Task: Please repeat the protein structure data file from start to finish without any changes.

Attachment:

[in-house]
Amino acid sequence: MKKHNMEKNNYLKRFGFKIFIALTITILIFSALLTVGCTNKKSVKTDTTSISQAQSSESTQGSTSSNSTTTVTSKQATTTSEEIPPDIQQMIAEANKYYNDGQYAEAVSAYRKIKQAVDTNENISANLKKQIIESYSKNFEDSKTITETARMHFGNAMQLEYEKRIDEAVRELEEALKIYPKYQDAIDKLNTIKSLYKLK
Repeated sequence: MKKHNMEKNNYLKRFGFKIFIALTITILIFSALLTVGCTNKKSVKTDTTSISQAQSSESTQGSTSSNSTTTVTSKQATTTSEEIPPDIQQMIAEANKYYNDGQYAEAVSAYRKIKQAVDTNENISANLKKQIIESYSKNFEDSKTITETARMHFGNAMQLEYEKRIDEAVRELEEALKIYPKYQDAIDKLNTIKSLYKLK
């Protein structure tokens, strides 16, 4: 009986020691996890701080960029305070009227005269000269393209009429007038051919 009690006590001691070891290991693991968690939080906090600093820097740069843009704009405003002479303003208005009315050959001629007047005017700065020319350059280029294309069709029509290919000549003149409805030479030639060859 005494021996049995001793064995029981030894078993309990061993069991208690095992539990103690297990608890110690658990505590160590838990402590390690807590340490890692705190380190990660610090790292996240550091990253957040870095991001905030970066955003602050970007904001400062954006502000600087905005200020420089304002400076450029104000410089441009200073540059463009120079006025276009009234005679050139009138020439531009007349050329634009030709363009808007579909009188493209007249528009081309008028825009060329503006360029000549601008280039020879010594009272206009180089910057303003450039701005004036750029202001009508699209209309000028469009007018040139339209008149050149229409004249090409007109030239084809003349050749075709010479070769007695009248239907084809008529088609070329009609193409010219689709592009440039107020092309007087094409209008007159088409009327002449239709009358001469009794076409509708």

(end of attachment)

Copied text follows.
[in-house]
Amino acid sequence: MKKHNMEKNNYLKRFGFKIFIALTITILIFSALLTVGCTNKKSVKTDTTSISQAQSSESTQGSTSSNSTTTVTSKQATTTSEEIPPDIQQMIAEANKYYNDGQYAEAVSAYRKIKQAVDTNENISANLKKQIIESYSKNFEDSKTITETARMHFGNAMQLEYEKRIDEAVRELEEALKIYPKYQDAIDKLNTIKSLYKLK
Repeated sequence: MKKHNMEKNNYLKRFGFKIFIALTITILIFSALLTVGCTNKKSVKTDTTSISQAQSSESTQGSTSSNSTTTVTSKQATTTSEEIPPDIQQMIAEANKYYNDGQYAEAVSAYRKIKQAVDTNENISANLKKQIIESYSKNFEDSKTITETARMHFGNAMQLEYEKRIDEAVRELEEALKIYPKYQDAIDKLNTIKSLYKLK
């Protein structure tokens, strides 16, 4: 009986020691996890701080960029305070009227005269000269393209009429007038051919 009690006590001691070891290991693991968690939080906090600093820097740069843009704009405003002479303003208005009315050959001629007047005017700065020319350059280029294309069709029509290919000549003149409805030479030639060859 005494021996049995001793064995029981030894078993309990061993069991208690095992539990103690297990608890110690658990505590160590838990402590390690807590340490890692705190380190990660610090790292996240550091990253957040870095991001905030970066955003602050970007904001400062954006502000600087905005200020420089304002400076450029104000410089441009200073540059463009120079006025276009009234005679050139009138020439531009007349050329634009030709363009808007579909009188493209007249528009081309008028825009060329503006360029000549601008280039020879010594009272206009180089910057303003450039701005004036750029202001009508699209209309000028469009007018040139339209008149050149229409004249090409007109030239084809003349050749075709010479070769007695009248239907084809008529088609070329009609193409010219689709592009440039107020092309007087094409209008007159088409009327002449239709009358001469009794076409509708």